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Publication numberUS4733188 A
Publication typeGrant
Application numberUS 06/850,113
Publication dateMar 22, 1988
Filing dateApr 10, 1986
Priority dateApr 10, 1985
Fee statusPaid
Publication number06850113, 850113, US 4733188 A, US 4733188A, US-A-4733188, US4733188 A, US4733188A
InventorsKensuke Sekihara, Shigeru Matsui, Hideki Kohno
Original AssigneeHitachi, Ltd.
Export CitationBiBTeX, EndNote, RefMan
External Links: USPTO, USPTO Assignment, Espacenet
NMR imaging method
US 4733188 A
Abstract
In imaging methods represented by the echo-planar method, i.e., in a method including a step of measuring the spin echos while applying a fixed gradient magnetic field to an object and applying a gradient field GY periodically inverted in sense to the object and a step of obtaining the spin distribution image in the spatial domain by applying two-dimensional Fourier transform to the measured data, measurement is repeated a plurality of times while altering the phase of the applied waveform of GX, and the spin density image is derived by applying two-dimensional Fourier transform to a plurality of sets of data groups thus obtained.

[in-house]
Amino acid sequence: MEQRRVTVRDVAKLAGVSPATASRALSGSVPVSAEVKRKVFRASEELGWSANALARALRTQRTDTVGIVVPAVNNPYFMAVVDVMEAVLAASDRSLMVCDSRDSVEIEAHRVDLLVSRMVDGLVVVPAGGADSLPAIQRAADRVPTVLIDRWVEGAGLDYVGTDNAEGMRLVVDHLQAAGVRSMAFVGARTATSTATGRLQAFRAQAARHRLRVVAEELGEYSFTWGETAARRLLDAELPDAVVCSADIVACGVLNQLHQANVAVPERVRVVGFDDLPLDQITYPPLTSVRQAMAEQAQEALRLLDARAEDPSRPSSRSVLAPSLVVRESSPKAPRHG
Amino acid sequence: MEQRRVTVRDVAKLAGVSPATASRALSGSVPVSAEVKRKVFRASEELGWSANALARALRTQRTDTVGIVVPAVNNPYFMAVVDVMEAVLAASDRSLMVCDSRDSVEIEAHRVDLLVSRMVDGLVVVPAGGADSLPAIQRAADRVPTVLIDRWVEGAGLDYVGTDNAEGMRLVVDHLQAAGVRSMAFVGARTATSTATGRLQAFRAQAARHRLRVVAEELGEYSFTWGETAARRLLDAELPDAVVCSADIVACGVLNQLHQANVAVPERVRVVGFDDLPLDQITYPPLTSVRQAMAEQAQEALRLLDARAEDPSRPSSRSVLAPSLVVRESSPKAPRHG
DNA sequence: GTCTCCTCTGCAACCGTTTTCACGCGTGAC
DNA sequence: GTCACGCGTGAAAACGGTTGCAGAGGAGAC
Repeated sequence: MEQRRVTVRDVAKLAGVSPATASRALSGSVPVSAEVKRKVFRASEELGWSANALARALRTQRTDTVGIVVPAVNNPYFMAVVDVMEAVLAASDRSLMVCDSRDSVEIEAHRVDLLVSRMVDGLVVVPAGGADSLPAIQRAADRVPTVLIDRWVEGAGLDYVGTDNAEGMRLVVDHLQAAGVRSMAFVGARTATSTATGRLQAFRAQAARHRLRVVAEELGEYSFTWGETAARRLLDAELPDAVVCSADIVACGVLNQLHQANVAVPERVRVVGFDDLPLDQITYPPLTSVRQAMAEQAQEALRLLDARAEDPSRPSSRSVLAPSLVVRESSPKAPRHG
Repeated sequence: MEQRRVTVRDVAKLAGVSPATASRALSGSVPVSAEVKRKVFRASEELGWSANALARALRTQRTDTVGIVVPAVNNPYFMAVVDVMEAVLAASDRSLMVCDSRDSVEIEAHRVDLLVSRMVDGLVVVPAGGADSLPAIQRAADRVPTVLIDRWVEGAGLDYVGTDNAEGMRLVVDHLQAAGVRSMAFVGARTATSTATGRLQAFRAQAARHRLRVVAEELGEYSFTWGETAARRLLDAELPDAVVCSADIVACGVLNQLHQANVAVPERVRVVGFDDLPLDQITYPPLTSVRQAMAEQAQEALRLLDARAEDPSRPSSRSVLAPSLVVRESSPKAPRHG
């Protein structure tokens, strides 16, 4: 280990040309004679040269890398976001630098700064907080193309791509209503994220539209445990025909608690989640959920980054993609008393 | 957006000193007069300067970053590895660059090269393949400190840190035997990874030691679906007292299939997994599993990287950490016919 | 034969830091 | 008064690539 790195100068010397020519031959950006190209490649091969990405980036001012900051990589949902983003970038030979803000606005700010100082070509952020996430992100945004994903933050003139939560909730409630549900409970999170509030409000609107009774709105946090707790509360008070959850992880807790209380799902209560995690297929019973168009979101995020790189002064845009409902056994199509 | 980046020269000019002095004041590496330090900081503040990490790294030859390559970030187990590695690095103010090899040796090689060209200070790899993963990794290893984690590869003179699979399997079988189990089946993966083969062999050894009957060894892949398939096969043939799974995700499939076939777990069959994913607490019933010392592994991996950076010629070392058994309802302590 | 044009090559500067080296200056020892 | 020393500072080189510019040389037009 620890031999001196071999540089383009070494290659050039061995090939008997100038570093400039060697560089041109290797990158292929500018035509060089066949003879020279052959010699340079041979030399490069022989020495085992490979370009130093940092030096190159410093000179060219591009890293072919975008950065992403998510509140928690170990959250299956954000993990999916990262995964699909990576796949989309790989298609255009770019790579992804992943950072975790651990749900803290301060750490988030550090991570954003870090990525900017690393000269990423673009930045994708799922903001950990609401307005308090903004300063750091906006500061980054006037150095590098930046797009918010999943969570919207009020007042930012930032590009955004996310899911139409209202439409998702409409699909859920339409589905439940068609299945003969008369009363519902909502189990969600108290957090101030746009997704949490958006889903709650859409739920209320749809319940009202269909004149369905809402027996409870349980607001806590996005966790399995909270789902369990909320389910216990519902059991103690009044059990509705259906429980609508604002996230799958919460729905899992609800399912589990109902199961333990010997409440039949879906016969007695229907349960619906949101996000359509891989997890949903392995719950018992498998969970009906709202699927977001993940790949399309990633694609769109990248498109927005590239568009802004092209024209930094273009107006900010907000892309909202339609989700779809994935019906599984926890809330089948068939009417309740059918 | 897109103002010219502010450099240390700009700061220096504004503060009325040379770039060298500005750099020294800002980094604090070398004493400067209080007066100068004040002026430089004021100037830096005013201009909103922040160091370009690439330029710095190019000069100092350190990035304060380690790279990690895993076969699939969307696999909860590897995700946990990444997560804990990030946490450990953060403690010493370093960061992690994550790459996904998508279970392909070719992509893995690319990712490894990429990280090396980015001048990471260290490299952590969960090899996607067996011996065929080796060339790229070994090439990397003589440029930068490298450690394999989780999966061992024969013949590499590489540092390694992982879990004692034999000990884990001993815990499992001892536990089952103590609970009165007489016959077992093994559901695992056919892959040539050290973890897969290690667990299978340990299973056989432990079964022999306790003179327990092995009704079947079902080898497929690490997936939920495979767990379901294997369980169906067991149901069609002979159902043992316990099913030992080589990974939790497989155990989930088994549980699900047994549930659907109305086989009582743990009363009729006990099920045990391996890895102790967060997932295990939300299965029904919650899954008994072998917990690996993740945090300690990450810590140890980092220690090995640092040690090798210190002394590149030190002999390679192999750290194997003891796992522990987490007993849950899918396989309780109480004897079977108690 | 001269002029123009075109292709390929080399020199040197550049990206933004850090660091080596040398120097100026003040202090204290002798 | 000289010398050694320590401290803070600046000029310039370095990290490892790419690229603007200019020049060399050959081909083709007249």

Images(8)
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Claims(9)
We claim:
1. An NMR imaging method for obtaining a spin distribution image of a certain region of an object placed in a static magnetic field, including steps of;
(a) exciting nuclear spins in said region of said object,
(b) inverting the sense of said nuclear spins by a 180° RF pulse in order to generate a spin echo,
(c) applying a first fixed gradient magnetic field along a first direction and a second gradient magnetic field periodically inverted in sense in a second direction perpendicular to the first direction to said object in order to generate a train of spin echoes,
(d) sampling spins signals of said train of spin echoes in order to obtain a data group,
(e) repeating the steps of (a)-(d) in order to obtain a plurality of data groups with the phase of the wave form of said second gradient magnetic field remaining constant in each repetition and said phase being altered in the successive repetitions, and
(f) reconstructing the spin distribution image by applying two-dimensional Fourier transform to said plurality of data groups.
2. An NMR imaging method according to claim 1, wherein the phase of said second gradient magnetic field is altered to be equally spaced in the successive repetitions.
3. An NMR imaging method according to claim 1, wherein the phase of said second gradient magnetic field is altered to be nonequally spaced in the successive repetitions.